Okay. That’s a very complete and helpful answer. Thank you. And then the other question I had was you answered the question about industry competition and growth in several different ways. And I was wondering if you think that loan growth for the card industry will ever get to 5% plus level? I mean clearly you are there. But you haven’t raised your target range. But it seems like unless there is a significant pick up in personal incomes or something that makes consumers more optimistic about borrowing more and lenders more willing to lend, I just can’t see that dynamic ever changing with industry growth overall exceeding 5%. So I mean is that consistent with your view or do you feel that at some point we really could see the industry growth overall accelerate? And what would drive that?

David Nelms

Well, I think we could see some acceleration from the really non growth today that we are seeing. I continue to believe that it will accelerate to be roughly in line with GDP. And so low double-digits, may be not 5%. Even a couple of percent growth would be a meaningful change from where this industry has been. And I think what’s driving that is, I think the de-leveraging is largely complete with consumers and competitive changes in the market place.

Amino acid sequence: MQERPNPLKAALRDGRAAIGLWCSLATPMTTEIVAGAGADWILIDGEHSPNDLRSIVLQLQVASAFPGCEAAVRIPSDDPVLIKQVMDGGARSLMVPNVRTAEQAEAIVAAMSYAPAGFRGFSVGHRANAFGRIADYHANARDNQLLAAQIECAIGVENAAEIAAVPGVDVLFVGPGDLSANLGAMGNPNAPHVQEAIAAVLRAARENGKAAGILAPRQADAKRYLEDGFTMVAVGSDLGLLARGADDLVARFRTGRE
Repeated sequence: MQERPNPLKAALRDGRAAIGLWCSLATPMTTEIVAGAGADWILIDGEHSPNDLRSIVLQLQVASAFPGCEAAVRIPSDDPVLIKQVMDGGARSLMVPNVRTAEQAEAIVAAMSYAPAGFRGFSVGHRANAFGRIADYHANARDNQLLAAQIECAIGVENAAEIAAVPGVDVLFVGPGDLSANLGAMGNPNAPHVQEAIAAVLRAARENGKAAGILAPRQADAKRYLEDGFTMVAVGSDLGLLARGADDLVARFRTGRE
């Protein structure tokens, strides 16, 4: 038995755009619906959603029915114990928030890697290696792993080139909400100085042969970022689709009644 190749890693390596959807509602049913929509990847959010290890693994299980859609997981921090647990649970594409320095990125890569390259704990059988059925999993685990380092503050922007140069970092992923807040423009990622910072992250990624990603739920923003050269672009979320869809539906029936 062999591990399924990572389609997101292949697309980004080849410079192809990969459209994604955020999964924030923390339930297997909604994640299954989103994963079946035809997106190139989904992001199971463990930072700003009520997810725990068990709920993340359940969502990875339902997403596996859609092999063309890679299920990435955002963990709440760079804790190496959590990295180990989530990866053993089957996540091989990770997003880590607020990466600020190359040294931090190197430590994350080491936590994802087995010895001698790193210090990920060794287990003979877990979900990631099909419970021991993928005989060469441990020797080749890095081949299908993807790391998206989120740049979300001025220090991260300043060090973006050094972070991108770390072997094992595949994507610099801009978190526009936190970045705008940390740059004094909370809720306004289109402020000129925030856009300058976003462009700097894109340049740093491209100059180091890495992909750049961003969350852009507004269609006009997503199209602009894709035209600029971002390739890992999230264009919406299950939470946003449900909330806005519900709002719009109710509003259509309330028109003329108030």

And then I would expect credit card to grow more with the economy with incomes, with retail sales. And I don’t see – if you look at the times when the industry grew really fast historically it was when balance transfer was introduced or when credit was standard for reduced. And I don’t see either of those trends happening to have a fundamental change going forward.

Sameer Gokhale – Janney Capital

Okay. Then it sounds like we’re on the same page. So appreciate your perspective. Thank you.

Operator

Great. Thank you. And we have no further questions at this time.

David Nelms

All right. Thank you everyone. As a reminder the Investor Relations team will be here this evening to answer any additional questions. Have a good night.

Mark Graf

Thank you all.

Operator

Thank you, ladies and gentlemen. This concludes today’s conference. Thank you for participating. You may now disconnect.